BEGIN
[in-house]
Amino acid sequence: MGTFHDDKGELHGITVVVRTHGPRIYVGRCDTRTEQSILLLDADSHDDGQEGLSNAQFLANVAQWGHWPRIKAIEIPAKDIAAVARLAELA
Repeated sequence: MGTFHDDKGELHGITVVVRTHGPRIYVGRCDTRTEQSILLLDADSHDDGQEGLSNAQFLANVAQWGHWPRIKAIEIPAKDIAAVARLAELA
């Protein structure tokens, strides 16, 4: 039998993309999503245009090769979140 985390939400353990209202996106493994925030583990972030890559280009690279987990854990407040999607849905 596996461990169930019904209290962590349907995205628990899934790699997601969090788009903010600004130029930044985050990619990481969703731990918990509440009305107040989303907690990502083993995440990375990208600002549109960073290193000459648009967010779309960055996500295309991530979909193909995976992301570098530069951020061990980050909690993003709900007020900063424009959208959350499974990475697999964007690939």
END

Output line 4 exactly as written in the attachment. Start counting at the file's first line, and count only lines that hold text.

């Protein structure tokens, strides 16, 4: 039998993309999503245009090769979140 985390939400353990209202996106493994925030583990972030890559280009690279987990854990407040999607849905 596996461990169930019904209290962590349907995205628990899934790699997601969090788009903010600004130029930044985050990619990481969703731990918990509440009305107040989303907690990502083993995440990375990208600002549109960073290193000459648009967010779309960055996500295309991530979909193909995976992301570098530069951020061990980050909690993003709900007020900063424009959208959350499974990475697999964007690939």